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A handbook is key in ensuring that employees have a tangible resource they can review and reference if they do find themselves experiencing or witnessing sexual harassment. So, at least twice a year, hold a training session for your employees to review your handbook and keep it fresh in their minds. Encourage questions. Encourage conversation. Remind them of the complaint submission system.

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State in clear terms how seriously your organization takes sexual harassment. On the other side of the coin, train your supervisors on how to handle reports of sexual harassment. It may be wise to invite a professional to speak to your supervisors about the issue. It can be difficult to effectively oversee a harassment claim, especially without training or experience. The worst case scenario is a complaint that is dismissed because a supervisor feels unable to effectively handle the situation. This should go without saying, but when you receive a complaint, it is paramount that you take it extremely seriously.

If you want employees to trust your organization with these reports, they will have to see supervisors actively and discreetly working to resolve these complaints. Encourage your supervisors to walk around the workspace. A supervisor regularly out in the open with employees and not hiding in a personal office will be more likely to spot instances of sexual harassment in the work environment.

How to Handle Harassment Complaints in | i-Sight

Of course, not all forms of sexual harassment are easily spotted digital communications, for example but having your supervisors in the workspace will increase visibility — in both directions and allow your supervisors to get a stronger sense of the culture of the employees which might assist when handling a future occurrence of sexual harassment.

Examples of sexual harassment that may be relevant to the particular working environment. The policy should explain that sexual harassment is not behaviour which is based on mutual attraction, friendship and respect.

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If the interaction is consensual, welcome and reciprocated it is not sexual harassment. The policy should make it clear that sexual harassment is against the law. Reference should be made to the federal, state or territory anti-discrimination laws that apply to the organisation. Staff need to know that legal action could be taken against them for sexual harassment and that they could also be exposing the company to liability.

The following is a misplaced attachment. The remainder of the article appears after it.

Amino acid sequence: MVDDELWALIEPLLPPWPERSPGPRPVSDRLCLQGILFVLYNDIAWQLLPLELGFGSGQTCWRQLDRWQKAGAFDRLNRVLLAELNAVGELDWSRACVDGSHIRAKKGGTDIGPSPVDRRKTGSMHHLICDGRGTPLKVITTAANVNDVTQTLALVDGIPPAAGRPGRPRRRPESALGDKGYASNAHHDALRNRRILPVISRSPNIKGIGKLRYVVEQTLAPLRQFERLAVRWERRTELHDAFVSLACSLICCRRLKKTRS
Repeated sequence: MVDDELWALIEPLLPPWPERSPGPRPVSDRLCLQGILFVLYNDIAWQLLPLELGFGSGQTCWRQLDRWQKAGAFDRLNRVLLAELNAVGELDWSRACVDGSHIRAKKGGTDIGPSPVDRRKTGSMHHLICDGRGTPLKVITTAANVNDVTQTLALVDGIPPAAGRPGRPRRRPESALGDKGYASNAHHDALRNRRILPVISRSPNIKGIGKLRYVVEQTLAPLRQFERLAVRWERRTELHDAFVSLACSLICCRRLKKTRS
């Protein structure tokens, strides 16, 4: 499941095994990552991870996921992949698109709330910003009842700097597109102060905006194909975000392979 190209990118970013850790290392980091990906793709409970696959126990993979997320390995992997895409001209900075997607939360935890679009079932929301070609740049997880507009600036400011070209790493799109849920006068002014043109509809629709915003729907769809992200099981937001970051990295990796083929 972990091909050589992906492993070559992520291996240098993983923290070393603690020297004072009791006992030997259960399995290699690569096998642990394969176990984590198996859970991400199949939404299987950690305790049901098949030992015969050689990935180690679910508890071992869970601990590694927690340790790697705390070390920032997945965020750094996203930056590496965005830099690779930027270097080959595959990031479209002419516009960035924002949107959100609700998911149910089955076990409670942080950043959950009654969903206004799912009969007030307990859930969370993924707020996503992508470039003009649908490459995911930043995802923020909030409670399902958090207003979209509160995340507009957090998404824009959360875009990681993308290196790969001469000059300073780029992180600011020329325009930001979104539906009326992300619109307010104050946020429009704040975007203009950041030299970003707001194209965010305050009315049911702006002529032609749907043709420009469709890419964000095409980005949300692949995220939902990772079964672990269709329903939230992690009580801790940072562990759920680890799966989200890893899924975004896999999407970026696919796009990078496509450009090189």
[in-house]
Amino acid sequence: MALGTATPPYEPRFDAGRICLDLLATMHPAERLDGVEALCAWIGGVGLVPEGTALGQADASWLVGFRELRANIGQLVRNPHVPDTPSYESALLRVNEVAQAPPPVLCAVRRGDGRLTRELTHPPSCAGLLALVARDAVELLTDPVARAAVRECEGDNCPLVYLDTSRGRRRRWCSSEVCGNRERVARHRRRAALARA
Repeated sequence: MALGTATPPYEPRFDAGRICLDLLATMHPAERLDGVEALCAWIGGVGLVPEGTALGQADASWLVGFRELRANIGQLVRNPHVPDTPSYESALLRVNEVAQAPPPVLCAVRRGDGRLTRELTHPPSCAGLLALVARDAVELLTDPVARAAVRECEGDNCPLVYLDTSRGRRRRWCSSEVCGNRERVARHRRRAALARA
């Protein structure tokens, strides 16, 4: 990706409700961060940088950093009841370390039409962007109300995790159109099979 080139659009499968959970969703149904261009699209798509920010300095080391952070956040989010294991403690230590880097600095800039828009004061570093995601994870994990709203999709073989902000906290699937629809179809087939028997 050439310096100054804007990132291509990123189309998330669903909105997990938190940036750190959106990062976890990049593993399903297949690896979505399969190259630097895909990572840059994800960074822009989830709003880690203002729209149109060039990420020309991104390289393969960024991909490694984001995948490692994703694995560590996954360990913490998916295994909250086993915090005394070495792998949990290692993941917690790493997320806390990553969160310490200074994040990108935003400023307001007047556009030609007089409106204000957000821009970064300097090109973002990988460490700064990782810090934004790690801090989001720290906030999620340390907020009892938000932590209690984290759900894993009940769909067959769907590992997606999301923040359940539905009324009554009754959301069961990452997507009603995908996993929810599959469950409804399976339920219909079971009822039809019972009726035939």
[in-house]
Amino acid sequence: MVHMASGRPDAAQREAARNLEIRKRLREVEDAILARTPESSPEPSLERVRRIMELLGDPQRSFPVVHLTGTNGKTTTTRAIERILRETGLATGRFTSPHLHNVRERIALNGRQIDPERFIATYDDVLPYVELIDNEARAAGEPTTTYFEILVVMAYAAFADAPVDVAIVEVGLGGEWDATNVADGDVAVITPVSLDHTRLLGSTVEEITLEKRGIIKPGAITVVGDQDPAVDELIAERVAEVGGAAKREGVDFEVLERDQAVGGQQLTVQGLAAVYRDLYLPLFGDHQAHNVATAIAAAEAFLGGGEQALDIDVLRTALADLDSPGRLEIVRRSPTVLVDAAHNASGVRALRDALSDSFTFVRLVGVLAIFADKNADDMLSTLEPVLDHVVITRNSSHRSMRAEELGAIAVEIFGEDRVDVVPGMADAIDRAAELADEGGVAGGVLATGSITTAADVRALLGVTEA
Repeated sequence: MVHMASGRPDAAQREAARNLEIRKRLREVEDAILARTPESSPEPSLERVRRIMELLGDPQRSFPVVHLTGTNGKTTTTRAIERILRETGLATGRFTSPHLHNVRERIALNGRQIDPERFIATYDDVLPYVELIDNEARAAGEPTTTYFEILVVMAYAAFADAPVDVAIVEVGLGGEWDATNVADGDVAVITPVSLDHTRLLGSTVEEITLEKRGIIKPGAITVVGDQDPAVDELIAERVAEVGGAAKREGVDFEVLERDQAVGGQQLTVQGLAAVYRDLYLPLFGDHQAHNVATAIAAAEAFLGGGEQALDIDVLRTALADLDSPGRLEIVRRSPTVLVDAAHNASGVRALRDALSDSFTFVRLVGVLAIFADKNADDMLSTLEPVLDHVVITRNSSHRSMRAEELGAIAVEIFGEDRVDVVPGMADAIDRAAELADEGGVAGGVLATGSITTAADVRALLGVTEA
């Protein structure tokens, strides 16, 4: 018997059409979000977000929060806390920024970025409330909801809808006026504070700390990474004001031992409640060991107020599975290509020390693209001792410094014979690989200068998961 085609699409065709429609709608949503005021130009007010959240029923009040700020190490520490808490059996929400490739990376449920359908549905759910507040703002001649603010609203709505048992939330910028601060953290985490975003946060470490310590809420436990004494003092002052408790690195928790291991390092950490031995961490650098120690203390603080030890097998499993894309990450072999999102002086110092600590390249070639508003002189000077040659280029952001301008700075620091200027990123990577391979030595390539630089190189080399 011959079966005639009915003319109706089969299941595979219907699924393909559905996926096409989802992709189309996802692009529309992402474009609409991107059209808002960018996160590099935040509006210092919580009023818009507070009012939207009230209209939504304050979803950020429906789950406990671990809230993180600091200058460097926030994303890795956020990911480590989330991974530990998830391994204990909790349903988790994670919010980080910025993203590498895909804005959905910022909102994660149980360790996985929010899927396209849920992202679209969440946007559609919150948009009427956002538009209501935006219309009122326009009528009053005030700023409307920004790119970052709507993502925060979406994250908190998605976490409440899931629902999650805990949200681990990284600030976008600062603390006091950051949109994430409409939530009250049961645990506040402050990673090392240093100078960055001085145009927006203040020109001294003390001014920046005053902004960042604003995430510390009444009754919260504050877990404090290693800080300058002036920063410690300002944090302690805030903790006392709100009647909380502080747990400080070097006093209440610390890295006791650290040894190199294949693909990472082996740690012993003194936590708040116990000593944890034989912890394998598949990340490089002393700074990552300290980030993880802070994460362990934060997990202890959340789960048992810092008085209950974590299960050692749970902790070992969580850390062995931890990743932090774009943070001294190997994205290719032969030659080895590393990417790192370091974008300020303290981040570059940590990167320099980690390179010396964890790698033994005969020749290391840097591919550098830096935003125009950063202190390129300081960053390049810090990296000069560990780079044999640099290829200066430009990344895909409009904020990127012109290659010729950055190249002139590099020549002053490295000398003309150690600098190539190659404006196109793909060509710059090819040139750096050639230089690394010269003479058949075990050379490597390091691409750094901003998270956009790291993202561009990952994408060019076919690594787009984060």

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The policy should state that sexual harassment is unlawful, even if perpetrated by a supervisor or manager, co-worker, contractor, service provider, client or customer. Although not all these situations would necessarily give rise to a complaint under the legislation, it makes good sense to provide an internal procedure for dealing with any sexual harassment which could affect the welfare of employees. The policy should also state that sexual harassment is not just unlawful during working hours or in the workplace itself and not only between co-workers.

The behaviour is unlawful in any work-related context, including conferences, work functions, office Christmas parties and business or field trips and includes interactions with clients and customers. The behaviour is also unlawful when it occurs away from the workplace but is a culmination or extension of events in the workplace. The policy should operate as a general warning to all employees of the consequences they can expect if they do not comply.

Depending on the severity of the case, consequences can include an apology, counselling, transfer, dismissal, demotion or other forms of disciplinary action. Employees should also be informed that immediate disciplinary action will be taken against anyone who victimises or retaliates against a person who has complained of sexual harassment. The policy should state that the organisation has a legal responsibility to prevent sexual harassment, otherwise it can be liable for the behaviour of its employees. This means that managers and supervisors have a responsibility to:.